Arguments for the occurrence of cultural transmission from West to East
The possible presence of speakers of Indo-European languages in the Tarim Basin by about 2000 BCE could, if confirmed, be interpreted as evidence that cultural exchanges occurred among Indo-European and Chinese populations at a very early date. It has been suggested that such activities as chariot warfare and bronze-making may have been transmitted to the east by these Indo-European nomads. Mallory and Mair also note that: "Prior to c. 2000 BC, finds of metal artifacts in China are excedeedingly few, simple and, puzzlingly, already made of alloyed copper (and hence questionable)." While stressing that the argument as to whether bronze technology travelled from China to the West or that "the earliest bronze technology in China was stimulated by contacts with western steppe cultures", is far from settled in scholarly circles, they do suggest that the evidence to date favours the latter scenario. However the culture and technology in the northwest region of Tarim basin was less advanced than that in the East China of Yellow River-Erlitou (2070 BCE ~ 1600 BCE) or Majiayao culture (3100 BCE ~ 2600 BCE), which are earliest bronze-using cultures in China, implies that the northwest region did not use copper or any metal until bronze technology was introduced to this region by the Shang Dynasty about 1600 BC. The earliest bronze artifacts in China are found at the Majiayao culture site (dating from between 3100 and 2700 BC), and it is from this location and time period that Chinese Bronze Age spread. Bronze metallurgy in China originated in what is referred to as the Erlitou (Wade–Giles: Erh-li-t'ou) period, which some historians argue places it within the range of dates controlled by the Shang dynasty. Others believe the Erlitou sites belong to the preceding Xia (Wade–Giles: Hsia) dynasty. The U.S. National Gallery of Art defines the Chinese Bronze Age as the "period between about 2000 BC and 771 BC," a period that begins with Erlitou culture and ends abruptly with the disintegration of Western Zhou rule. Though this provides a concise frame of reference, it overlooks the continued importance of bronze in Chinese metallurgy and culture. Since this was significantly later than the discovery of bronze in Mesopotamia, bronze technology could have been imported rather than discovered independently in China. However, there is reason to believe that bronzework did develop inside China separately from outside influence.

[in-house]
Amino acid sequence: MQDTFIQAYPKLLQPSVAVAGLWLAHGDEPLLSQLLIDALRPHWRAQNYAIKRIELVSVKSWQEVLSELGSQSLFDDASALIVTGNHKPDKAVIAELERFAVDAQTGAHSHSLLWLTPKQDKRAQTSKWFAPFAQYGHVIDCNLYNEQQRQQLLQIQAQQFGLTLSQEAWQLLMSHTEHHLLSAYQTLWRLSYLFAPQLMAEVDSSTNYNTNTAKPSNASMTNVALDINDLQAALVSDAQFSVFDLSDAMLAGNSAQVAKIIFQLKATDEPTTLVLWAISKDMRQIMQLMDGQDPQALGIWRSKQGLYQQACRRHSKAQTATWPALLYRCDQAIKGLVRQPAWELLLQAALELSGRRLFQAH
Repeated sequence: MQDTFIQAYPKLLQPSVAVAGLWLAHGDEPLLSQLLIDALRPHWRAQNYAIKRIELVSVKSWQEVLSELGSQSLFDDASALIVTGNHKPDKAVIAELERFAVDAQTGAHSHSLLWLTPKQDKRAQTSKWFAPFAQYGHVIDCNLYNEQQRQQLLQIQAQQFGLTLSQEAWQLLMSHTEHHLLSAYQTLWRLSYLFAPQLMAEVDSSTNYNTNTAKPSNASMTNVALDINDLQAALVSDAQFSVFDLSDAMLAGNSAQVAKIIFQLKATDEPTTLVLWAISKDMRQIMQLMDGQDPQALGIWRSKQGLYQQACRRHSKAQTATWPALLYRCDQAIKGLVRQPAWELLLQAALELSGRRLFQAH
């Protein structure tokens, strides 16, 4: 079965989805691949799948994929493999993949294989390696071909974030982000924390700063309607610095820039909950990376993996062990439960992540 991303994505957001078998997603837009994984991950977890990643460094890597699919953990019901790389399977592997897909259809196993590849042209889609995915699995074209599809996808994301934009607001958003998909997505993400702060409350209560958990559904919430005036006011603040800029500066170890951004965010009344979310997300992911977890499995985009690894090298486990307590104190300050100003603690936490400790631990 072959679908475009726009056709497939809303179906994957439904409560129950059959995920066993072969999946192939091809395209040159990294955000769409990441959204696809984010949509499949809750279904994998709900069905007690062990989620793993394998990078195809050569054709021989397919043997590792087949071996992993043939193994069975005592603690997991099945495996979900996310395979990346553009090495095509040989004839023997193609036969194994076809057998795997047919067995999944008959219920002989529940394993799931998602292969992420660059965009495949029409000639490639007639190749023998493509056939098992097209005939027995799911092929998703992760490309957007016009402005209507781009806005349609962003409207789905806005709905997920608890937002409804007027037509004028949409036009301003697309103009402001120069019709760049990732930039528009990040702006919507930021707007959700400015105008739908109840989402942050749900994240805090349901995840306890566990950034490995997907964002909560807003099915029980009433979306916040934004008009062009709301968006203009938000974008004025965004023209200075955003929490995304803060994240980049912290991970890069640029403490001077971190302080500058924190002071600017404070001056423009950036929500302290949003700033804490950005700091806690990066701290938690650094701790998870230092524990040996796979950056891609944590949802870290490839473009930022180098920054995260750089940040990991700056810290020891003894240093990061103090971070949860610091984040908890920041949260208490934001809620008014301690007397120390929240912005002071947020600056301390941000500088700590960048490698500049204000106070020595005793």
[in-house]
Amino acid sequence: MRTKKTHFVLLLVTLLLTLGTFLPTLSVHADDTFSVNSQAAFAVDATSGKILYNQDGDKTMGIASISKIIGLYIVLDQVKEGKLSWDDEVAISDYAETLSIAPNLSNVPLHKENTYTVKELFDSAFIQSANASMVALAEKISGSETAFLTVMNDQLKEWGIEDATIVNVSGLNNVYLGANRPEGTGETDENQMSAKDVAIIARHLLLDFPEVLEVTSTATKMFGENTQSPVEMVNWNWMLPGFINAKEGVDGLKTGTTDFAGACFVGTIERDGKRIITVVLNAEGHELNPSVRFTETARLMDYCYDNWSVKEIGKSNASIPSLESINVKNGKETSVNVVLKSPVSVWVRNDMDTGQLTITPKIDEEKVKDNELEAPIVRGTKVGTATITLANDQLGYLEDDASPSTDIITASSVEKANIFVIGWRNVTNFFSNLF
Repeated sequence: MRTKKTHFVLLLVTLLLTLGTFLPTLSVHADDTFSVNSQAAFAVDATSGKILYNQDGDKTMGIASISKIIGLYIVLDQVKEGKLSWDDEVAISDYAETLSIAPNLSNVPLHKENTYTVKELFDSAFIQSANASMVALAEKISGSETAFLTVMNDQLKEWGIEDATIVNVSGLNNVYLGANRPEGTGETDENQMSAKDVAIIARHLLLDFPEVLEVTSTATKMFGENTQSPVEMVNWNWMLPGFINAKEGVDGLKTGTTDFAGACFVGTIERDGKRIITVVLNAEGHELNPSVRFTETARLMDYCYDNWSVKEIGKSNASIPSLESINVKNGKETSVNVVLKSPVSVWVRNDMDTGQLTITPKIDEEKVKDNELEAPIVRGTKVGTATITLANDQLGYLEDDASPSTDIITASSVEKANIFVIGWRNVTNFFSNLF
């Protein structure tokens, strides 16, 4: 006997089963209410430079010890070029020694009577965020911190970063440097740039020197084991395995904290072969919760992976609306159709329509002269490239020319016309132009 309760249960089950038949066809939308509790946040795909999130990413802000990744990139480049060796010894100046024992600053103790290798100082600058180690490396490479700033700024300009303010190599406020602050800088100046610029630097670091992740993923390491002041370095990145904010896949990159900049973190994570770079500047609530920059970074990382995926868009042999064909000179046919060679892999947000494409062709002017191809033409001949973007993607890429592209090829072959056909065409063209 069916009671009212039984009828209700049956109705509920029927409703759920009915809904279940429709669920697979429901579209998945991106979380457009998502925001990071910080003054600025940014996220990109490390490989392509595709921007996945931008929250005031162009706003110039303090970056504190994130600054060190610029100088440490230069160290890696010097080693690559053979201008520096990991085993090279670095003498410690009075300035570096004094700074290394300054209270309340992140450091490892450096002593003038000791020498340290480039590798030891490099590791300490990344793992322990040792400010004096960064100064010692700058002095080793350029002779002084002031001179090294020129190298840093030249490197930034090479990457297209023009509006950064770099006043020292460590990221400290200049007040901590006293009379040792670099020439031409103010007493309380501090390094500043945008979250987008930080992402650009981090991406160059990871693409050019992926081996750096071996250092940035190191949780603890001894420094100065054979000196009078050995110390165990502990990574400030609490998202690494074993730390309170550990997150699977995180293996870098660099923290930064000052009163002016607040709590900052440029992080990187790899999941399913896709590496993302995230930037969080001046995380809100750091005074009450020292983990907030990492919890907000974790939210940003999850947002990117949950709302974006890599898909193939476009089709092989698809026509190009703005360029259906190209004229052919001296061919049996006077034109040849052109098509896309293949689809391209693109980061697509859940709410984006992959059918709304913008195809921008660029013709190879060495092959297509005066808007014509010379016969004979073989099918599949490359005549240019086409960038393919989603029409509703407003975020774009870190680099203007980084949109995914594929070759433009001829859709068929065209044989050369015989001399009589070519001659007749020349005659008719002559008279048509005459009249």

The Chinese official Zhang Qian, who visited Bactria and Sogdiana in 126 BCE, made the first known Chinese report on many regions to the west of China. He believed he discerned Greek influences in some of these kingdoms. He names Parthia "Ānxī" (Chinese: 安息), a transcription of "Arshak" (Arsaces), the name of the founder of Parthian dynasty. Zhang Qian clearly identifies Parthia as an advanced urban civilization that farmed grain and grapes, and manufactured silver coins and leather goods. Zhang Qian equated Parthia's level of advancement to the cultures of Dayuan in Ferghana and Daxia in Bactria.
The supplying of Tarim Basin jade to China from ancient times is well established, according to Liu (2001): "It is well known that ancient Chinese rulers had a strong attachment to jade. All of the jade items excavated from the tomb of Fuhao of the Shang dynasty, more than 750 pieces, were from Khotan in modern Xinjiang. As early as the mid-first millennium BCE the Yuezhi engaged in the jade trade, of which the major consumers were the rulers of agricultural China."
In popular culture